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Nanotechnology has gained prominence as an advanced field of science, particularly its propensity to solve various environmental challenges. The use of nanomaterials is advantageous due to the unprecedented properties of nanomaterials including high surface area, high reactivity and strong mechanical properties that have been shown to be highly efficient and effective characteristics for wastewater treatment. The development of various nanomaterials provide the most exciting and encouraging advances based on their size effects to the targeted particulates. Various forms of nanomaterials, single or hybrid, have been widely used for the removal of heavy metals, microorganisms and organic pollutants from wastewater. Thus, in this chapter, we review the roles of nanomaterials in their application to wastewater treatment, underlining their advantages. Particularly, nanomaterials possess unique characteristics, depending on their classification and dimensions, which are beneficial for wastewater treatment. Nanomaterials including carbon-based nanomaterials, metal and metal oxides, metal–organic frameworks as well as hybrid nanomaterials are covered in this chapter. Lastly, future directions in the use of hybrid nanomaterials for water remediation are highlighted.

Environmental pollution caused by anthropogenic activities is increasing at an alarming rate. The phenomenon has caused severe health issues and reduced the availability of clean water. Numerous technologies such as adsorption, biological oxidation and chemical oxidation have been used for the removal of all types of organic pollutants. These technologies have several limitations including high energy requirement, incomplete pollutant removal and formation of hazardous waste products.1  The limitations of conventional methods and materials used to eliminate unwanted and toxic contaminants for water remediation have prompted the use of more effective and sustainable approaches. The use of nanomaterials in addressing issues related to the environment is emerging due to their interesting features that satisfy the desired requirements. The constant fresh water demand has motivated the constant development and improvement of nanotechnology in various forms in wastewater treatment.2,3  As defined by the National Nanotechnology Initiative (NNI), nanomaterial is a material with dimensions between 1 and 100 nm.4  The size effect of nanomaterials is the main contributor to achieving better performance. The size of nanomaterials is closely related to their exceptionally high surface area and surface reactivity. Many of them have shown other interesting properties including superior surface to volume ratio, photocatalytic properties, improved solubility, large surface charge and abundant reactions sites.5–8  To date, nanoscience and nanotechnology developments have opened new opportunities for the advancement of water treatment.9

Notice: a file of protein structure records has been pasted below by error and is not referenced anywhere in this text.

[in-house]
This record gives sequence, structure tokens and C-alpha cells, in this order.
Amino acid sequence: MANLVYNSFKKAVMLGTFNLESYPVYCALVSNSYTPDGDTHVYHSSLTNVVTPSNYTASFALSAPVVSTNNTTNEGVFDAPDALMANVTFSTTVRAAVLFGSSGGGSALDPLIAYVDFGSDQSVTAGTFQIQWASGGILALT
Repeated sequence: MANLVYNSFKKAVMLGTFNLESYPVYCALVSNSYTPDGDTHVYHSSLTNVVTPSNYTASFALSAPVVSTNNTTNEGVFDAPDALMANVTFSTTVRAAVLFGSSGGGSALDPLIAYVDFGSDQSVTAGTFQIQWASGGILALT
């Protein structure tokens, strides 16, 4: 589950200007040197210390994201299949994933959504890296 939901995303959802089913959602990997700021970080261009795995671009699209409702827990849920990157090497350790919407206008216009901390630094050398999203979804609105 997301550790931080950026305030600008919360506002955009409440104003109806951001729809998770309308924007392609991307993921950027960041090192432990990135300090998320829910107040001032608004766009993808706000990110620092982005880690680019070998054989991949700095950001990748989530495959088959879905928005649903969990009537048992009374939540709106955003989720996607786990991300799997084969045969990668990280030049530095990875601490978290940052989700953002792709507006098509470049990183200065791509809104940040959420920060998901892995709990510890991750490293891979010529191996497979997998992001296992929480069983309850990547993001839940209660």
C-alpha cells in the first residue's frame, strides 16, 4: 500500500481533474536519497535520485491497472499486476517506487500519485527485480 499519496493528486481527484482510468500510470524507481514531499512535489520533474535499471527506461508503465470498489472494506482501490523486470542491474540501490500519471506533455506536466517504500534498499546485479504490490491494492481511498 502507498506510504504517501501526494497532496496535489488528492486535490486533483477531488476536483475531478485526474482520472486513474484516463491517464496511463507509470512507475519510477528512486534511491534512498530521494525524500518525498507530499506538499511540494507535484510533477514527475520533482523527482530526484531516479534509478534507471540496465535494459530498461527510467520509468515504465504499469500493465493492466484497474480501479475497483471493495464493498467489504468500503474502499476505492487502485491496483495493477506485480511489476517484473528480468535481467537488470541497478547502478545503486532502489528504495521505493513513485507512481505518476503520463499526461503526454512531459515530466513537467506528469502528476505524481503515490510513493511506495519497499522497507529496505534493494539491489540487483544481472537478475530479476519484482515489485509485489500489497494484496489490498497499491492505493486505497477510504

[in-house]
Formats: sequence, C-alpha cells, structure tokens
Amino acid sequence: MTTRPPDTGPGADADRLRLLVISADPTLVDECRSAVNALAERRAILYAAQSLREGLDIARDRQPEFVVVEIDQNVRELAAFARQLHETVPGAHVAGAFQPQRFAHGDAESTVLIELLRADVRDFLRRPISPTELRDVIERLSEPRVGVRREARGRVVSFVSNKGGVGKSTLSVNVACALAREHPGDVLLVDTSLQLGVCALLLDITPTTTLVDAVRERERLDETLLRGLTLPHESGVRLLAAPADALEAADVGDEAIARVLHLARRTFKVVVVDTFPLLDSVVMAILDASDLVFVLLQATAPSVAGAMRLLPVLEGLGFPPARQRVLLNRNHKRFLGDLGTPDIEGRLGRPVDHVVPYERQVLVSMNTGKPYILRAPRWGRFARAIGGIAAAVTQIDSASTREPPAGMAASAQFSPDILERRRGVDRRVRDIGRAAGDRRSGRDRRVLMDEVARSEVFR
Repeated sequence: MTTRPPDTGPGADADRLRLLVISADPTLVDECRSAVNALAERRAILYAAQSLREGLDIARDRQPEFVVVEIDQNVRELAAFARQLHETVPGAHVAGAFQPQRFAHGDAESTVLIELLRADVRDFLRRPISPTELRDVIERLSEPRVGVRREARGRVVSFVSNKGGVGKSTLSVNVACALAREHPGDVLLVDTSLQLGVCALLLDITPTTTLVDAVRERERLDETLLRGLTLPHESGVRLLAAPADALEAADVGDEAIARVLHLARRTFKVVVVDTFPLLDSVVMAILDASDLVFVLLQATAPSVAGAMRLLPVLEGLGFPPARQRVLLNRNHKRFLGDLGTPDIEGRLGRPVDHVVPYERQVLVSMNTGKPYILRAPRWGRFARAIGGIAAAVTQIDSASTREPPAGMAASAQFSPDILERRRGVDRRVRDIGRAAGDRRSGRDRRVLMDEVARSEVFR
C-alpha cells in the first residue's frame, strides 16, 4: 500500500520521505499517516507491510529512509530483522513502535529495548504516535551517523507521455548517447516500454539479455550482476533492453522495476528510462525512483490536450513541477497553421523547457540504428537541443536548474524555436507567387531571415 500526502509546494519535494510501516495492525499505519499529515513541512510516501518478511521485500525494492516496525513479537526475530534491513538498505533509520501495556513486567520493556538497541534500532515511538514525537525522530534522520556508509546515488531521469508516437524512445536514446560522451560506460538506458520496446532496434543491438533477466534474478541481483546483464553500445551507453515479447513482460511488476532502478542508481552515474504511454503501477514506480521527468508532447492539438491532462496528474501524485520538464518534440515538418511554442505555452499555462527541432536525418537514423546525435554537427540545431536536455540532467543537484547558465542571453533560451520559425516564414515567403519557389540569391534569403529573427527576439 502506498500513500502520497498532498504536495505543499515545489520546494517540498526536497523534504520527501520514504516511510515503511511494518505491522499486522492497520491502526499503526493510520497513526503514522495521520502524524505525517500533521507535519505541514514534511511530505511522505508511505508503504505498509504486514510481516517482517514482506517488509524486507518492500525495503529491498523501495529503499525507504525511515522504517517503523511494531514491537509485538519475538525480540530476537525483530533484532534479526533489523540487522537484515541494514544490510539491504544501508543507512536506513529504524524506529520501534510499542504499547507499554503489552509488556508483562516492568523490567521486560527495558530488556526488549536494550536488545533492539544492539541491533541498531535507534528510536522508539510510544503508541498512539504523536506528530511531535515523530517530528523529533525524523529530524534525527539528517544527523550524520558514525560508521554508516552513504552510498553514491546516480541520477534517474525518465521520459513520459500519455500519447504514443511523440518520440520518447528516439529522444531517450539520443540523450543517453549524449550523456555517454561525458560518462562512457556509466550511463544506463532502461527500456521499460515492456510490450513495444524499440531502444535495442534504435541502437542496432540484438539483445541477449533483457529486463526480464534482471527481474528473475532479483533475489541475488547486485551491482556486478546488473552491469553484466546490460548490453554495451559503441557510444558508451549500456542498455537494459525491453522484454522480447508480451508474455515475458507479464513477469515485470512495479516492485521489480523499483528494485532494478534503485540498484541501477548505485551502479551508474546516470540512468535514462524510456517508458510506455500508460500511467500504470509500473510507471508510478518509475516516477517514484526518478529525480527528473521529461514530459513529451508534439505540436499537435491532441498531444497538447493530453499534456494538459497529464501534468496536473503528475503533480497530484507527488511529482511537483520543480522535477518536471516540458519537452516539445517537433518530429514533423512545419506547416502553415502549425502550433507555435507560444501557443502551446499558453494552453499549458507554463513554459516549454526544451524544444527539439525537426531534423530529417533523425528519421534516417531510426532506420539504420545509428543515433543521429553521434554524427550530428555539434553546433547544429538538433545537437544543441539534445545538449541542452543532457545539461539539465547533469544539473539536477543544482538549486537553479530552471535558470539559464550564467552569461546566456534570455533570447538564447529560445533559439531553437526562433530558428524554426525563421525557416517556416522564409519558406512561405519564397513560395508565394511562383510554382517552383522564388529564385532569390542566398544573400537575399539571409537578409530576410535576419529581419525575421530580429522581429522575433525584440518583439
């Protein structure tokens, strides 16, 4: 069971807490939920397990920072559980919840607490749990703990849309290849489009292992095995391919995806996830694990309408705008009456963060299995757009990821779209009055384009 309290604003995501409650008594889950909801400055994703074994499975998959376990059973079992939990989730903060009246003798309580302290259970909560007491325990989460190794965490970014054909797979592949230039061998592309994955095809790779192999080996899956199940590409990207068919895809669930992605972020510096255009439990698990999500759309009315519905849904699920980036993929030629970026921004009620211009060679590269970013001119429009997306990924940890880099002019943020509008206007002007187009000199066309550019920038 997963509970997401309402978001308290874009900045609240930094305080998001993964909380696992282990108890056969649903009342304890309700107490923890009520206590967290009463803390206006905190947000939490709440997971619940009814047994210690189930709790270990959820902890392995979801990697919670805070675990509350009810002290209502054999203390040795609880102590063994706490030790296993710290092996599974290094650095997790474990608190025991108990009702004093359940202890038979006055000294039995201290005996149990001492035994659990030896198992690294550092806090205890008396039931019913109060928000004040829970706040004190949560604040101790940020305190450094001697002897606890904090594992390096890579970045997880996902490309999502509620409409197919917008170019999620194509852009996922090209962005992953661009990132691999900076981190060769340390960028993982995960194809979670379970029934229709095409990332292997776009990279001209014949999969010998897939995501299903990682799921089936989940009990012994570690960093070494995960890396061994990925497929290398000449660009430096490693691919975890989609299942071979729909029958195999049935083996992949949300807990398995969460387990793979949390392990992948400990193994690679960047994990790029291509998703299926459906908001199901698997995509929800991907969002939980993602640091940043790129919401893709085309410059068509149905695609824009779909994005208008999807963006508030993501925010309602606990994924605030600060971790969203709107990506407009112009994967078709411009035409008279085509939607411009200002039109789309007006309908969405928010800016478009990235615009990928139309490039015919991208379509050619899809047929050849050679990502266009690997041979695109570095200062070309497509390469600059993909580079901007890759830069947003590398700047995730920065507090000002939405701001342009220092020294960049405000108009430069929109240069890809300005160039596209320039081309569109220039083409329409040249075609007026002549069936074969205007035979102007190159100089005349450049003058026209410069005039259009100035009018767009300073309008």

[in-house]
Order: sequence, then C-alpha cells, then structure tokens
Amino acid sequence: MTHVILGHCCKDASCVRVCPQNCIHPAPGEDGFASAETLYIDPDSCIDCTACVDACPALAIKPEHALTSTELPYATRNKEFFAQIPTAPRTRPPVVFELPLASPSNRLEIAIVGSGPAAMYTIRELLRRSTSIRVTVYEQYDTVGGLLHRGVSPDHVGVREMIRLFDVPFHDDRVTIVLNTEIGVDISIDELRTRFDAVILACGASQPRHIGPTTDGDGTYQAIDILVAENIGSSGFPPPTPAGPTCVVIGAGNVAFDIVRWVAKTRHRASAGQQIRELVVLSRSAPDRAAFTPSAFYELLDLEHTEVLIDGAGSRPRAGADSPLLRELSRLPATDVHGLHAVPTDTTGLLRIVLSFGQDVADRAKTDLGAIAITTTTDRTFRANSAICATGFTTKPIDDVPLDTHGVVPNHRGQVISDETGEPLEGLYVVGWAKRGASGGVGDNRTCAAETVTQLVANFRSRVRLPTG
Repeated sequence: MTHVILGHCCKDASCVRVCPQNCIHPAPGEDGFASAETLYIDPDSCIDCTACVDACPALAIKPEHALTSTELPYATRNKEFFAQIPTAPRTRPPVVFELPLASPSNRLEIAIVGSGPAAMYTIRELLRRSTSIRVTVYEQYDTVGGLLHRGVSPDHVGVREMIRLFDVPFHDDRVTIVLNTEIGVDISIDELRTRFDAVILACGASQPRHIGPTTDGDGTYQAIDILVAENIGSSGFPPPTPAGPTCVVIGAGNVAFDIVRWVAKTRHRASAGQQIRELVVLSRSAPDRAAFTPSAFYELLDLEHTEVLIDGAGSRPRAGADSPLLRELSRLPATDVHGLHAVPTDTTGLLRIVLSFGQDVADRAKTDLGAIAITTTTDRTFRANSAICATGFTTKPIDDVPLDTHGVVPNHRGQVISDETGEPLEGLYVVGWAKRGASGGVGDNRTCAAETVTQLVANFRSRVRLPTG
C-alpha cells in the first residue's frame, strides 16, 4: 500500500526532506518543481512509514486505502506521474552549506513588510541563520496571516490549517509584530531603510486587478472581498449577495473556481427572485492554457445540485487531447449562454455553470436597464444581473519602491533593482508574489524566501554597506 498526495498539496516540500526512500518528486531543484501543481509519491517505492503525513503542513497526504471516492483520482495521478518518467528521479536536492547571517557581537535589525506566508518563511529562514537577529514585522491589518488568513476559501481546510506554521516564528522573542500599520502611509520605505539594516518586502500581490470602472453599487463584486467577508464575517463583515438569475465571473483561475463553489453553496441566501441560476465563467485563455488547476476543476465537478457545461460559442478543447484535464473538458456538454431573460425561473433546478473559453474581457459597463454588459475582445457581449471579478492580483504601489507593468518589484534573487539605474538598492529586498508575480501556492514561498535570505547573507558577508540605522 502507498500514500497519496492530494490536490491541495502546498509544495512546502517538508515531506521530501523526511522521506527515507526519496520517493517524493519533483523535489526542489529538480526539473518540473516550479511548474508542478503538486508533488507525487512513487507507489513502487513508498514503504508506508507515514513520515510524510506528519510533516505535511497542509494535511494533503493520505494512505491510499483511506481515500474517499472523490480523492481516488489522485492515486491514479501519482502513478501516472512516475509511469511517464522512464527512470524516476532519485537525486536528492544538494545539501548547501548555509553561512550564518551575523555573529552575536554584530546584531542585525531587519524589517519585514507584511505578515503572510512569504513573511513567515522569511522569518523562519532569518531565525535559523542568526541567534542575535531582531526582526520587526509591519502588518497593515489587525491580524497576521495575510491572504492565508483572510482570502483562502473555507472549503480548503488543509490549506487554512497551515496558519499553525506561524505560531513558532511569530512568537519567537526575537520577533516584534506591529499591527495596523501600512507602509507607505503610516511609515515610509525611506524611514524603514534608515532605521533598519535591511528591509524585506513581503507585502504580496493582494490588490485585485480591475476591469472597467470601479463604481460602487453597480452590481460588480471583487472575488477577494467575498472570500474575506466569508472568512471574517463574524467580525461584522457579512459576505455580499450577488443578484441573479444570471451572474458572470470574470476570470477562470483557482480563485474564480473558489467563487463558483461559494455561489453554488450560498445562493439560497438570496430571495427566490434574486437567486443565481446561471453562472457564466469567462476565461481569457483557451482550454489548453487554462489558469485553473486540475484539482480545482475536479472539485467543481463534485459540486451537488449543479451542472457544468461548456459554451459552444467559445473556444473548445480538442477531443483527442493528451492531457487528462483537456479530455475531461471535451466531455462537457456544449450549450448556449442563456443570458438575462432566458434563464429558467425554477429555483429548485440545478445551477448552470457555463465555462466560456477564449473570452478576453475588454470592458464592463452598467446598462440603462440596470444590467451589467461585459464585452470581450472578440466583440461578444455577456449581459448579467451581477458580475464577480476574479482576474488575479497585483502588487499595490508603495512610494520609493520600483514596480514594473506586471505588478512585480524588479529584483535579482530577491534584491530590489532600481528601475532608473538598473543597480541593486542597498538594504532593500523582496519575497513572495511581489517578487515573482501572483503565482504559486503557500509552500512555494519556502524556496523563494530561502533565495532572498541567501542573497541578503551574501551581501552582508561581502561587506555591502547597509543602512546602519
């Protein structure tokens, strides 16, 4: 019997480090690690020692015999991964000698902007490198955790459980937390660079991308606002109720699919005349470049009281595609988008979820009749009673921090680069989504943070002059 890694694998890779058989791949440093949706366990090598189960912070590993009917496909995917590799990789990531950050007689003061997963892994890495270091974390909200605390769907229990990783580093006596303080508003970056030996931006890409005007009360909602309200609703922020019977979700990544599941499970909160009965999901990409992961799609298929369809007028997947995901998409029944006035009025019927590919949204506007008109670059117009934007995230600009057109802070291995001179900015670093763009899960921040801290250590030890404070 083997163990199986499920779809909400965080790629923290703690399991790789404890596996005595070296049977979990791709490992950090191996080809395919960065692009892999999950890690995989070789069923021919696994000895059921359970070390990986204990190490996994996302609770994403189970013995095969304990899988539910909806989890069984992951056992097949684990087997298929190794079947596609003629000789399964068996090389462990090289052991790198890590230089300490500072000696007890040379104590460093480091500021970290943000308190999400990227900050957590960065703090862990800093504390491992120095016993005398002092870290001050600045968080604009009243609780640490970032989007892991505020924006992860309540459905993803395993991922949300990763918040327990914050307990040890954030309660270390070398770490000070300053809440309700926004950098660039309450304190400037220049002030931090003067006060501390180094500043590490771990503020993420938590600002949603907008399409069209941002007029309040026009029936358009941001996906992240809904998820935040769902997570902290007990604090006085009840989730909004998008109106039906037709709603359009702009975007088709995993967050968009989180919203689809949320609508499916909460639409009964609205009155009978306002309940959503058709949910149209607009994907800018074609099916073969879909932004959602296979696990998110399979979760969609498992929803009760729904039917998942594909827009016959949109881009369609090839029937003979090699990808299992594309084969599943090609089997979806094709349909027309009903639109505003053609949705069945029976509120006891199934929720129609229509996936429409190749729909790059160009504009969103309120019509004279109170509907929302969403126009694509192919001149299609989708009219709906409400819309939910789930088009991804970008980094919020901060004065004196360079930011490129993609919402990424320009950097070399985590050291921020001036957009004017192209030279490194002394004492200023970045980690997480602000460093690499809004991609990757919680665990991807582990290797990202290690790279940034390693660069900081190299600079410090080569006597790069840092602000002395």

In the past two decades, exciting achievements have been made in the development of novel nanomaterials for different aspects of wastewater treatment, exploration of new materials, establishment of simple, green or economic synthesis routes, and fabrication of nanocomposite materials. The roles of a wide range of nanomaterials have been witnessed in their applications for wastewater remediation. In this chapter, we highlight the importance of nanostructured materials including hybrids of metallic and non-metallic nanomaterials for environmental remediation application. Current research on synthesis and characterization, as well as the roles of nanomaterials are reviewed. Lastly, the future directions of hybrid nanomaterials for environmental remediation are highlighted. The general roles of nanomaterials as absorbents, photocatalysts, membranes and chemical disinfectants for environmental remediation are shown in Figure 1.1.

Figure 1.1

Illustration of the roles and applications of nanomaterials for water remediation.

Figure 1.1

Illustration of the roles and applications of nanomaterials for water remediation.

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Nanomaterials are categorized by their size, composition, shape and origin. It has been of great interest in the research field to explore new types of nanomaterials with different structural designs that can fit new applications. Moreover, the uniqueness of these materials promises the design of materials with tunable properties, with improved properties and performances that are comparable to those of long-established counterparts available in the market.10  The size of nanomaterials can be affected by several parameters, like the method used for synthesis, temperature, pressure, time, pH and concentration.11,12  On the basis of their function, nanomaterials have been synthesized into various dimensions and shapes, including spheres, fibres, tubes, sheets and interconnected architectures.13  As shown in Figure 1.2, the zero-dimensional (0D) structure is characterized by spherical shape, fibers and tubes are the common shapes of one-dimensional (1D) structure, two-dimensional (2D) structure presents in the form of sheet-like structures and interconnected architectures are normally characterized as three-dimensional (3D) structures. The construction of nanostructure materials with multi-dimensions offers very interesting morphologies, properties and functions. The surface area, adhesion, adsorption, reflectance and carrier transportation properties have been harnessed for various applications, including wastewater remediation.